What does apocalypticism have to do with me?
What does apocalypticism have to do with me? Is there a practical point to all of this?
First allow me, if you will, to address this issue of “application.” It is admirable to be conscious of our need to obey God in every way we can, and it is commendable when someone learns a new truth from God’s word and they ask “is there some kind of corresponding behavior that goes with this?” This desire to make sure that we are fulfilling our responsibilities is good and we do not wish to denigrate or diminish it. However, not everything in the Bible translates directly into some kind of action or obedience. Some do, but not all.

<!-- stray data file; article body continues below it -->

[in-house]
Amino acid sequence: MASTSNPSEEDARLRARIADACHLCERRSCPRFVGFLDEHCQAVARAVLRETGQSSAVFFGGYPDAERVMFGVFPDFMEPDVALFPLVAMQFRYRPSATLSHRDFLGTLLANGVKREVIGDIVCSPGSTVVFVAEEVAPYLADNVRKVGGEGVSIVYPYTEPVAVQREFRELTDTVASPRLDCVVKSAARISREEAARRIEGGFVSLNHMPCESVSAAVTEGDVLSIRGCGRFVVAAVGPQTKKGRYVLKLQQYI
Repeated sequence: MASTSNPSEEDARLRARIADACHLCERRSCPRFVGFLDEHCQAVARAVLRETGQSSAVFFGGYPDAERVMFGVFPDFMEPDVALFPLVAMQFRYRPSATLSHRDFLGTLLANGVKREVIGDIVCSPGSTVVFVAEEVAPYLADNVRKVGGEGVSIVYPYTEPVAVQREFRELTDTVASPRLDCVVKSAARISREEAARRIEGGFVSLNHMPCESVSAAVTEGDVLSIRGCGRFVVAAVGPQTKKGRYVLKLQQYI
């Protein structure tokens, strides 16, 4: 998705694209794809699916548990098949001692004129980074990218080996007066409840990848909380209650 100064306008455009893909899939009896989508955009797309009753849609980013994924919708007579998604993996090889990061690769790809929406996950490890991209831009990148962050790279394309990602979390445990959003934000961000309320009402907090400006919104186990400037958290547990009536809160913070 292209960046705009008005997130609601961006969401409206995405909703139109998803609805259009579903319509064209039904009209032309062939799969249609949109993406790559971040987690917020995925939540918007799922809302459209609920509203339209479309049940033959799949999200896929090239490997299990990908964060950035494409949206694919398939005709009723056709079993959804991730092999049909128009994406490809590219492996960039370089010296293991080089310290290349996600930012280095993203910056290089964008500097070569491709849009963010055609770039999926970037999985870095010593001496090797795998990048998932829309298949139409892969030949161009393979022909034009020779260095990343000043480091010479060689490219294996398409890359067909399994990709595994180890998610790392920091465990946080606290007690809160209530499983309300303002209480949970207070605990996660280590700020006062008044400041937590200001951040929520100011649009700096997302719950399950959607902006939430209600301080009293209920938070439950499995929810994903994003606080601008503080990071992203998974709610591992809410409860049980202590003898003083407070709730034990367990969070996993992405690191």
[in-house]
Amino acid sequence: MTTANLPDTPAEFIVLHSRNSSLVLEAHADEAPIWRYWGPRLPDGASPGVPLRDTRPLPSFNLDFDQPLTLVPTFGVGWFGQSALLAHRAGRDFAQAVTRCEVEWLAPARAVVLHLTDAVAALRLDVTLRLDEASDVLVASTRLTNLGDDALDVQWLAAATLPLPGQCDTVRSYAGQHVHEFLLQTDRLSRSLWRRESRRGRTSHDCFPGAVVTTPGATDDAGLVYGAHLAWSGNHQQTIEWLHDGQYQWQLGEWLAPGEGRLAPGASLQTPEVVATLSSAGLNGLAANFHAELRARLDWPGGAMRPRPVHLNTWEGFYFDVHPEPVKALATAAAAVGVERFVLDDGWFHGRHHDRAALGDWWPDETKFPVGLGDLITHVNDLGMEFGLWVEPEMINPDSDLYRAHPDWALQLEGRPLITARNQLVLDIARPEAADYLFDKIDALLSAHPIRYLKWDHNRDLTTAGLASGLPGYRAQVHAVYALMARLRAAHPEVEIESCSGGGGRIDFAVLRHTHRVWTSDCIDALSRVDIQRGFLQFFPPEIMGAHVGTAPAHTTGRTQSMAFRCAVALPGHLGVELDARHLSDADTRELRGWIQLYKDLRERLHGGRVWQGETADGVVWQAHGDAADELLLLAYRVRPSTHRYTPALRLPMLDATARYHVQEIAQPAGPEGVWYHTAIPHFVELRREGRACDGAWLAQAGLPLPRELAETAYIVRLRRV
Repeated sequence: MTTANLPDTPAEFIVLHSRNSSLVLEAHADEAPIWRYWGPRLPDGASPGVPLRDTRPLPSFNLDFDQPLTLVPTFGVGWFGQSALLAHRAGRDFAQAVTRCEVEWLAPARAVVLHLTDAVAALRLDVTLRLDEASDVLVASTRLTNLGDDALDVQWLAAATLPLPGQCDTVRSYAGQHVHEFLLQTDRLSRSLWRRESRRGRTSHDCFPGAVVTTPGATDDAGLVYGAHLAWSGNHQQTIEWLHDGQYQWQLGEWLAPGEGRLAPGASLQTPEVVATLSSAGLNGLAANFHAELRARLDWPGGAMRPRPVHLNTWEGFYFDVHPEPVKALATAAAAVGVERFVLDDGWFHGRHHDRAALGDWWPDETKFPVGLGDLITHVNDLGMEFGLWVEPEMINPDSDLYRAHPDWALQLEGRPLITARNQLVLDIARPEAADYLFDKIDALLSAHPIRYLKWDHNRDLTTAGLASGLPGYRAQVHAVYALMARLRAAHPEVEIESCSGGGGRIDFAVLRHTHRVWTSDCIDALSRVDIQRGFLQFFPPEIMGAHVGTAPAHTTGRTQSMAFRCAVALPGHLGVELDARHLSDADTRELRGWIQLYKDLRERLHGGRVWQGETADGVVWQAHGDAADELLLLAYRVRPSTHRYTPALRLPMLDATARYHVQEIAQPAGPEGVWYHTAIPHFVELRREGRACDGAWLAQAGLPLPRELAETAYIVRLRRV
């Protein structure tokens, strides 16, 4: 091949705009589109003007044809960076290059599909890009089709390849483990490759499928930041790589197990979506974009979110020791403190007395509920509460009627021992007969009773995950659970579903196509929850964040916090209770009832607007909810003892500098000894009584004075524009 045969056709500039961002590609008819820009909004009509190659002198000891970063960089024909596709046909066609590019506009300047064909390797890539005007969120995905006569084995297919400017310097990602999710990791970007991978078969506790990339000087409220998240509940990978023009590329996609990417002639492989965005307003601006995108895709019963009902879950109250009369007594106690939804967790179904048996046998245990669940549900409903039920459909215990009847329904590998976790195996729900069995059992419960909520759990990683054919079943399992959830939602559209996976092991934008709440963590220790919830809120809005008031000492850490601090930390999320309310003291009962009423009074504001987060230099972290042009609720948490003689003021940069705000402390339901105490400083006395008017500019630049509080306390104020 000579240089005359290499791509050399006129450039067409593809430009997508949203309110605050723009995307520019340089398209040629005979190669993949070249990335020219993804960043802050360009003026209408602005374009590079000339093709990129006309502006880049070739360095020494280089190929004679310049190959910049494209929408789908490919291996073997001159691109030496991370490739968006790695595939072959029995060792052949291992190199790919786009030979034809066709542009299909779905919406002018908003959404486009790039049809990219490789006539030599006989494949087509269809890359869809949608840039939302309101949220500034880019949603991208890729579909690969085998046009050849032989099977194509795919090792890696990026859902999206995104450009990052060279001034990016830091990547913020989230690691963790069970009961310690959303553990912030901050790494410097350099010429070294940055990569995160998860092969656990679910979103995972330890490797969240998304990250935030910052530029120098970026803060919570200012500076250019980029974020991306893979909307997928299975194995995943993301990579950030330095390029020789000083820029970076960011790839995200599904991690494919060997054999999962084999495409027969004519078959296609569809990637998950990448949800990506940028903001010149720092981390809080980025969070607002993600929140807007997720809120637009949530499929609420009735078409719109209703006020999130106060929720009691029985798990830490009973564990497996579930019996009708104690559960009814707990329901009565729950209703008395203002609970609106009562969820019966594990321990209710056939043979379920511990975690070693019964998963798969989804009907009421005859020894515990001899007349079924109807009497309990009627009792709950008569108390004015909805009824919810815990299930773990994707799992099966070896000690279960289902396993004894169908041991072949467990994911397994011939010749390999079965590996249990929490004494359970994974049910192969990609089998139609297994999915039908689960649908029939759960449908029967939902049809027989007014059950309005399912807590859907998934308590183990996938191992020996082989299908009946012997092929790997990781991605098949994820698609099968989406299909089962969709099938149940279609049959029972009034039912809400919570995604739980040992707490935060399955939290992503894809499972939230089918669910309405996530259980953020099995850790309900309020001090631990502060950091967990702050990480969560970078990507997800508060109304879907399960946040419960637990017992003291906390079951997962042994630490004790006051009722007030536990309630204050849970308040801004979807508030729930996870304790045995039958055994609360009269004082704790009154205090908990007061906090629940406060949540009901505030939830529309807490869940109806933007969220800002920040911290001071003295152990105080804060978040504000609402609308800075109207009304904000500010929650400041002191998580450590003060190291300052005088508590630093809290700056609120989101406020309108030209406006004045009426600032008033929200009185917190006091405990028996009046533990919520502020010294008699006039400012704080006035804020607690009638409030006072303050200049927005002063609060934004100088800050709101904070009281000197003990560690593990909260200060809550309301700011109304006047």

Please consider an example. The author of Hebrews wrote to a group of Christians who were facing hostility and opposition, perhaps even persecution. They were weary of being rejected by their friends, family, and society, and many of them were thinking about quitting. What was the author’s solution to this problem? He instructed them about the high priesthood of Jesus. Now, learning accurately the high priesthood of Jesus does not result in something that we “do,” in the sense of an action or a behavior. Instead, it results in the creation of an attitude, it creates in our minds an image of unprecedented access to God. Armed with this knowledge, the original readers would then rekindle their zeal, which would translate into perseverance. But zeal and perseverance are not “actions” in the classic sense of that word. They are more like attitudes, motivations, or determinations.
Now, perhaps, we can begin to understand the practicality of understanding the Bible’s apocalyptic worldview. It does not necessarily have a particular action associated with it, but instead it teaches us a perspective about our relationship with God (which translates into several expressions of behavior).